Duncan v. City of Birmingham

Annotate this Case

384 So. 2d 1232 (1980)


6 Div. 68.

Court of Criminal Appeals of Alabama.

June 17, 1980.

*1233 John H. Lair, Birmingham, for appellant.

Rowena M. Crocker, Asst. City Atty., Birmingham, for appellee.

DeCARLO, Judge.

Billy Wayne Duncan was tried by a jury in Jefferson Circuit Court for violation of § 36-39 of the General Code of the City of Birmingham, 1964, as amended, an offense which is commonly referred to as "interfering with a police officer." The appellant was found guilty and was fined $75.00 and costs. In addition, the trial judge sentenced the appellant to thirty days hard labor for the City of Birmingham. The appellant had been charged in Birmingham Municipal Court with interfering with a police officer, disorderly conduct and public drunkenness. He was found guilty of two of these charges. On the charge of public drunkenness he was fined twenty-five dollars and costs, which he paid. On the charge of "interfering with a police officer," he was fined $300.00 and costs and was sentenced to sixty days of hard labor for the City of Birmingham. He appealed the municipal court conviction of "interfering with a police officer" and, from his conviction in the Jefferson Circuit Court, the appellant brings the present appeal.

Ben Barnes, Associate Professor of Electrical Engineering at Auburn University, stated that, on December 2, 1978, he attended the Auburn-Alabama football game. Following the game, Barnes, who was dressed in an orange jacket and a blue cap, started walking down Greymont Avenue toward his parked car. Barnes noticed that the appellant and his brother were walking ahead and shouting, "Go to hell War Eagle," at people across the street as they were leaving the stadium. According to Barnes, as he started across the side street, *1234 he encountered the appellant's brother. At that time, the appellant's brother shoved Barnes in the chest, and Barnes fell backwards three or four steps. Barnes acknowledged that at no time did he make any direct comments to, or "physical motions" toward, the appellant's brother.

According to Barnes, a Birmingham police officer appeared, grabbed the appellant's brother, pinned his arms behind his back, and told him he was under arrest. Barnes recalled that the appellant's brother struggled to free himself and, in that struggle, he and the police officer fell to the ground. Further, Barnes stated that, after the appellant attempted to persuade the police officer to release the brother, the appellant struck the officer. Also, Barnes stated that, during the struggle, the police officer struck the appellant in the mouth. Barnes testified that he had observed many intoxicated people in the past and that, in his opinion, the appellant and his brother were intoxicated at the time of the incident.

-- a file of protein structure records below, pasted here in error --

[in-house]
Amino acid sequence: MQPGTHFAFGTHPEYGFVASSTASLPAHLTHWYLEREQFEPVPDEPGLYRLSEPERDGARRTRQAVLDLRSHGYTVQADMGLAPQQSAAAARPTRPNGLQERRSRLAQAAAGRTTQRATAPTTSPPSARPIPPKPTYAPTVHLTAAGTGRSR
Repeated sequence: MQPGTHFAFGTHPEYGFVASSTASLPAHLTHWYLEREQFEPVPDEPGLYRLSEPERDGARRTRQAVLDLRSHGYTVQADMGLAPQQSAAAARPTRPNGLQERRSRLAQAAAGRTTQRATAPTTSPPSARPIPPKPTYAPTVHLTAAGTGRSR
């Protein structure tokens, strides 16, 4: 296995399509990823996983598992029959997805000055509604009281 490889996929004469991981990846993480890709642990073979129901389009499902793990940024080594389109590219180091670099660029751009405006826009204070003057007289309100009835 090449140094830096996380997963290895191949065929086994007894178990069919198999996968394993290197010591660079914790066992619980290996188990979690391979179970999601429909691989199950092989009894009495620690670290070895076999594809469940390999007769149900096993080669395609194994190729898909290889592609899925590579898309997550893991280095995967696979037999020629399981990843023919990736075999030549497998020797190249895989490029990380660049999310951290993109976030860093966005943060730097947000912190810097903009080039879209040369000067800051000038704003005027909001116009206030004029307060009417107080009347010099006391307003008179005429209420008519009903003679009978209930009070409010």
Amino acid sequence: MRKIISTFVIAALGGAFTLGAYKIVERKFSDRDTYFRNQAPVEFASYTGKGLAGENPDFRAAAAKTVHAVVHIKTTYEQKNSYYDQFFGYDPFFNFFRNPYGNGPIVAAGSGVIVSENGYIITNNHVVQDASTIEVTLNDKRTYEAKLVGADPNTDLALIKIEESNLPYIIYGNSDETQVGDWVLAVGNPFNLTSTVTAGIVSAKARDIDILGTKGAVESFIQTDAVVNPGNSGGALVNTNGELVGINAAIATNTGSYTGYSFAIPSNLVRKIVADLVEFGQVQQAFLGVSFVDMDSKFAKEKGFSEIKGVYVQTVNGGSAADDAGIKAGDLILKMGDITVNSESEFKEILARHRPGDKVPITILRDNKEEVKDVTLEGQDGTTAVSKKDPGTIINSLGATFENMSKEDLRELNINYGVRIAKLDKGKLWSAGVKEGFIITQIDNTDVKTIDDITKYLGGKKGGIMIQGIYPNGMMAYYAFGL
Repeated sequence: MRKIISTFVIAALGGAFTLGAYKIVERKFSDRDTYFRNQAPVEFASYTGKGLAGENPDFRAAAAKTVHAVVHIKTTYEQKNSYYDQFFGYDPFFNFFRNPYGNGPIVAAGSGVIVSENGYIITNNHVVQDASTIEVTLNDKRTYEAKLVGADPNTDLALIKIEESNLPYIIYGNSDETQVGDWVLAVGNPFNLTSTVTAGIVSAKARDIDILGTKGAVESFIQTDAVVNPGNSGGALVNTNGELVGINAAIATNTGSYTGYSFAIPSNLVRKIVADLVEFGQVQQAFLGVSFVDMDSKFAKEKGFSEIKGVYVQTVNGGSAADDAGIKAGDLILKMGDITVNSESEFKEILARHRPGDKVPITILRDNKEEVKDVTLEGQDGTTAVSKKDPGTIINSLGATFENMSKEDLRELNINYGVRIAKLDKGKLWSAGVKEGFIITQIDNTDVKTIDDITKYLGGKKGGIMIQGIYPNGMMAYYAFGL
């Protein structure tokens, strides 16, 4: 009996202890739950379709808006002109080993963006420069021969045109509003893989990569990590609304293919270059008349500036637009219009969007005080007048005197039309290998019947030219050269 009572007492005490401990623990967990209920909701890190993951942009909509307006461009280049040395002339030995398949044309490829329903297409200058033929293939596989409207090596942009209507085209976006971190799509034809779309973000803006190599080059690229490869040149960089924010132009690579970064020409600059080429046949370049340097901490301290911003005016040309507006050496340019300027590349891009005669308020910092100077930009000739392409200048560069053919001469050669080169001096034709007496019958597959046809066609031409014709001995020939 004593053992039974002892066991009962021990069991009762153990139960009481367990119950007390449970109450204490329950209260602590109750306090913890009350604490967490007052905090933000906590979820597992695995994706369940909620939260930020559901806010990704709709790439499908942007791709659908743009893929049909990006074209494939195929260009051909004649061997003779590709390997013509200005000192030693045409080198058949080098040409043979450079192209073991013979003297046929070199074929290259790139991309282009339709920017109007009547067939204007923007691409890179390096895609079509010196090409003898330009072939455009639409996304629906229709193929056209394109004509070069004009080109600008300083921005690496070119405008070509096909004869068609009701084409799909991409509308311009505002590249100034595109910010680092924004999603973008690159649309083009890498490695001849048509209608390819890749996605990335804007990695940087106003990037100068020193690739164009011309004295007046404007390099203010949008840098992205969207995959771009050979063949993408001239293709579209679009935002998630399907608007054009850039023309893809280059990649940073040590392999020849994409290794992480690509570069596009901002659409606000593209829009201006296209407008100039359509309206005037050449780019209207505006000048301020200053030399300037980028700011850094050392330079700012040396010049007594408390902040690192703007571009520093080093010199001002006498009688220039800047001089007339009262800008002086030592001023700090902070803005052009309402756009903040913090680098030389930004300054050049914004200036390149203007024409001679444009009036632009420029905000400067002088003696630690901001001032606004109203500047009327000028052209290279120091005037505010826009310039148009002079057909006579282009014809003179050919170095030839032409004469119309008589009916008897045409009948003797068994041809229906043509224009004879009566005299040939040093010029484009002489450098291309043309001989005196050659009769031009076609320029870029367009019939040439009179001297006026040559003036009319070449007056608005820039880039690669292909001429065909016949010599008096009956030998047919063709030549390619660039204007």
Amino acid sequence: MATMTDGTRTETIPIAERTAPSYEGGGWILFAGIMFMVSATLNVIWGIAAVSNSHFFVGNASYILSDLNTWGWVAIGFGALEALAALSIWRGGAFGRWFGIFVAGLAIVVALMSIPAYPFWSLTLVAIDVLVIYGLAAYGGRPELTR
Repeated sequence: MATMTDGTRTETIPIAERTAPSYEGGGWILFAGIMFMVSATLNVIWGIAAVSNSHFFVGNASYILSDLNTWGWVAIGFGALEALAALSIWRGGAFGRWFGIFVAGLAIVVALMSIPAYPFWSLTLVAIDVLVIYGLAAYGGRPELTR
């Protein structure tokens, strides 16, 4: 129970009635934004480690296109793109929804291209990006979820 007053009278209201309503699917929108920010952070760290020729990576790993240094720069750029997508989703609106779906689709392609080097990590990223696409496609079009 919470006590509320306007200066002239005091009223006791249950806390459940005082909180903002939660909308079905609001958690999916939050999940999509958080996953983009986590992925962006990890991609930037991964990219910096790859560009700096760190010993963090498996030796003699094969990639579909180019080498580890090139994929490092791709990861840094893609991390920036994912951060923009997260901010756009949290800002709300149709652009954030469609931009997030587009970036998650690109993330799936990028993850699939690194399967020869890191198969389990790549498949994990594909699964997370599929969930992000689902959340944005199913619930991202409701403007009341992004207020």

Birmingham Police Officer Thomas Fields testified that, on December 2, 1978, he was directing traffic following the Auburn-Alabama football game. Fields stated that he had observed the appellant's brother having words with a man in an orange coat in the middle of the intersection. Fields said that he observed that, the appellant had "grabbed hold" of his brother and that the brother then jerked away from the appellant.

According to Fields, he then went over to the appellant's brother, MacArthur Duncan, grabbed his arm, and began to lead him away from the difficulty when he jerked away. Fields then grabbed Duncan's arm again and informed him that he was under arrest. Fields recalled that, as he started to lead the appellant's brother away, the appellant grabbed Fields from behind. At that time, Fields released the appellant's brother and grabbed the appellant. Fields remembered that he was hit in the back of the head "and everything went black." According to Fields, the next thing he remembered was that he had MacArthur Duncan on the ground and was using a night stick on his chest to hold him. The appellant grabbed Fields' arm and attempted to pull him away from MacArthur Duncan.

Officer Fields testified that he did not strike either the appellant or his brother at any time during the struggle. Also, Fields said that, when other officers arrived in the area, he handcuffed MacArthur Duncan while the other officers handcuffed the appellant. Fields stated that the appellant and his brother were calling the officers "m-f's and s-o-b's." Fields said that, in his opinion, the appellant and his brother were intoxicated on that occasion. Fields stated that on Monday following the incident, he went to the emergency room at University Hospital and received medical attention.